Tuesday, October 06, 2009

How much green
can a green thumb green
if a green thumb
just ain't

I spent the morning wiping O's nose, making soup, reading Olive Kitteridge. It wasn't the easiest read for me, and Orin was busy w/Legos. Come afternoon, regardless of the last 12 pages I have left to read, I decided to venture outside. Miraculously, his nose stopped dripping, we found the hedge clipper in the new back shed (duh, took me a while), and hopped to it. I hadn't gotten two bushes in, before the neighbor's lawn care professional showed up - possibly 19 years old - donned his mask, poured, walked, sprayed. I could smell it from across the street. So could Orin. Send him inside? Hope the wind blows? Resent? Leave a note? It was all so overwhelmingly disgusting to me that I sort of panicked and cut a little deep into the third bush.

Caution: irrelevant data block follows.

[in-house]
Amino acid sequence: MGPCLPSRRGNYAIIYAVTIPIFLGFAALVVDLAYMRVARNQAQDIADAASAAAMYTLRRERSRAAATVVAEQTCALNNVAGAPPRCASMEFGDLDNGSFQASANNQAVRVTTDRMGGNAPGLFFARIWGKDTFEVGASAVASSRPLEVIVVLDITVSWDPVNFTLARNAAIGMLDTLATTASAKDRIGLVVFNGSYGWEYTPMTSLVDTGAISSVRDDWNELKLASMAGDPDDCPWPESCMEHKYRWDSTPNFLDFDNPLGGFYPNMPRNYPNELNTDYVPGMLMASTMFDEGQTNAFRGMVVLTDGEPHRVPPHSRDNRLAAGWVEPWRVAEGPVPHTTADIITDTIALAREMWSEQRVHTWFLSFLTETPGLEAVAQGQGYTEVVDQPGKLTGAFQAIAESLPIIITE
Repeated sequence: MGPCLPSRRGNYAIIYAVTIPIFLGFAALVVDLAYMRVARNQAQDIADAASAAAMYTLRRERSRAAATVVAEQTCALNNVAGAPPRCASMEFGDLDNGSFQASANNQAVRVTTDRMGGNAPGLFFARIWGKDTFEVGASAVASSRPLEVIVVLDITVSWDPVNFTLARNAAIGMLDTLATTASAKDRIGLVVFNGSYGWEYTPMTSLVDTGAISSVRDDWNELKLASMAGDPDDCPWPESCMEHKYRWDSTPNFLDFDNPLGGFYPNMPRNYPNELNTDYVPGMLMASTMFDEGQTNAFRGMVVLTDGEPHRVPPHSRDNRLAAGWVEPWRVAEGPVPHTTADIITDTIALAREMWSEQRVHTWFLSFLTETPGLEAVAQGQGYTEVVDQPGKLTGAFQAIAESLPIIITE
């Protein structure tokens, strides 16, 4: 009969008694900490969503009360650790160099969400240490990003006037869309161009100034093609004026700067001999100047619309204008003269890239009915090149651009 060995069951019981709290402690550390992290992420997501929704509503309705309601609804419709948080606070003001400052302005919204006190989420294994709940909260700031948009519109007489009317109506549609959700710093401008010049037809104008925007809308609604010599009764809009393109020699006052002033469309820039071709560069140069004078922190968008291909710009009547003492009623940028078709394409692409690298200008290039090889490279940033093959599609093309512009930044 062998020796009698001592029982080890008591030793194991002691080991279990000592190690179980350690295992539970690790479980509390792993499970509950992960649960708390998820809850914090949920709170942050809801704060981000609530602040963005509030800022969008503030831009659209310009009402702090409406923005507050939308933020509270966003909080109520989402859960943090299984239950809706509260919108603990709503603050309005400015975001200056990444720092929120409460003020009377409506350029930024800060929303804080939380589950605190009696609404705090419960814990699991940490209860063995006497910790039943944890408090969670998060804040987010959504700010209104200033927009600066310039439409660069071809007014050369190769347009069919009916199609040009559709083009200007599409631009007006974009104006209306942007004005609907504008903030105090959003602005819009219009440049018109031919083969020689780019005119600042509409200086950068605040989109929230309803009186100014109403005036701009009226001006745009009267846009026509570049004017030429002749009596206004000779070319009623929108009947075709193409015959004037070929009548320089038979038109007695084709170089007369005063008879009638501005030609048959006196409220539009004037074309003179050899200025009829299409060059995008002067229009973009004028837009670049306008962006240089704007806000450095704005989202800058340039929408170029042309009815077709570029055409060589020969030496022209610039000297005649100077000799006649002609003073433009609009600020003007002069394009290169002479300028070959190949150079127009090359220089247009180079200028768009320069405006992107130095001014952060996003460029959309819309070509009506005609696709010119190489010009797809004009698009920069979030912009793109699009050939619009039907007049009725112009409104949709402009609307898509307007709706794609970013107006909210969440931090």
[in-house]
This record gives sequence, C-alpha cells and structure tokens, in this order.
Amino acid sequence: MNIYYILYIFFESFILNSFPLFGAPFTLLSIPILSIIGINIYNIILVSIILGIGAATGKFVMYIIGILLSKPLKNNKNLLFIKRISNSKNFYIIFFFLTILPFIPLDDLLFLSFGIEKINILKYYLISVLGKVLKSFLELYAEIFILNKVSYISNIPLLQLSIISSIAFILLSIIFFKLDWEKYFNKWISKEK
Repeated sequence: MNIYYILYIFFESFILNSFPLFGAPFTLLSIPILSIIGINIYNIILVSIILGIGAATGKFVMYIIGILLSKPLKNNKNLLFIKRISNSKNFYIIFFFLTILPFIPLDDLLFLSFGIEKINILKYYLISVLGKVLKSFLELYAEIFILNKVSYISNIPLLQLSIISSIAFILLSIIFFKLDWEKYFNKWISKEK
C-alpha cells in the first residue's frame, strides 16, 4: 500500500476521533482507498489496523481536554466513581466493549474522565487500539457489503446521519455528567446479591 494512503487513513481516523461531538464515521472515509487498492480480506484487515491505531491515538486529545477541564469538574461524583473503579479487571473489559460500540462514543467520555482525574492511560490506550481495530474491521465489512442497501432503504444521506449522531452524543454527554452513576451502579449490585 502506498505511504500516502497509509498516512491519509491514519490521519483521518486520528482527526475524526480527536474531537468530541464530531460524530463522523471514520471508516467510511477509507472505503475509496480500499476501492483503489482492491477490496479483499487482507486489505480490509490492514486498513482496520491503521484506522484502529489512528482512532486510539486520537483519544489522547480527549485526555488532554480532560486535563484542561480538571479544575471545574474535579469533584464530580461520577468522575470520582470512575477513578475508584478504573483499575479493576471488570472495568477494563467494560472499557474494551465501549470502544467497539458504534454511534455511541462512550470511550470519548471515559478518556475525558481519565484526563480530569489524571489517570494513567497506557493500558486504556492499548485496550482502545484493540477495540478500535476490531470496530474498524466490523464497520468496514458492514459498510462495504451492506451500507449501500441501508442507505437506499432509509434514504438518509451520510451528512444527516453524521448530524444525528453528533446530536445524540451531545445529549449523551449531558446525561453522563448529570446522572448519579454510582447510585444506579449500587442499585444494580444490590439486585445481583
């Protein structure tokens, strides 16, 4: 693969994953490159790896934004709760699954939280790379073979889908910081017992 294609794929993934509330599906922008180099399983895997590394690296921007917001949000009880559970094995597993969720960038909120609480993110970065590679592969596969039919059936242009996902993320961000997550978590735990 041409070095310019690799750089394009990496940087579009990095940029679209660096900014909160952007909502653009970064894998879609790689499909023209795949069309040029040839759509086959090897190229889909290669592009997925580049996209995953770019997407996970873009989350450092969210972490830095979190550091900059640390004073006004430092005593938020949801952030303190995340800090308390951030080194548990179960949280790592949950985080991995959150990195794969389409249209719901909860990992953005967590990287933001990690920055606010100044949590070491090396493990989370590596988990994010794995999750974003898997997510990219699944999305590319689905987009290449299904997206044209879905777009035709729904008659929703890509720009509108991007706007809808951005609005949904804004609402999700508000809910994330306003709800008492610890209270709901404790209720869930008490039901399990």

Hard decisions are not normally a part of daily life. If we decide to get the chemo, it's not a big debate, usually. If we switch banks or buy a new window, it's not huge. Even the car buying grief I endured three years ago seems trivial next to the future health of my children, and their own progeny. Possibly prodigy. Not likely if we commit them to an earth filled with poison, worms who endure toxic spray multiple times per lifetime. We put up with the voles and moles, quite happily; they don't actually DO much beside tunnel and eat insects. What's not to like? Why do they need to inject poison to be rid of them? What are those people doing on their lawn that they can't have moles co-exist? There is only one old man, maybe beyond his 80's now. I am in disbelief.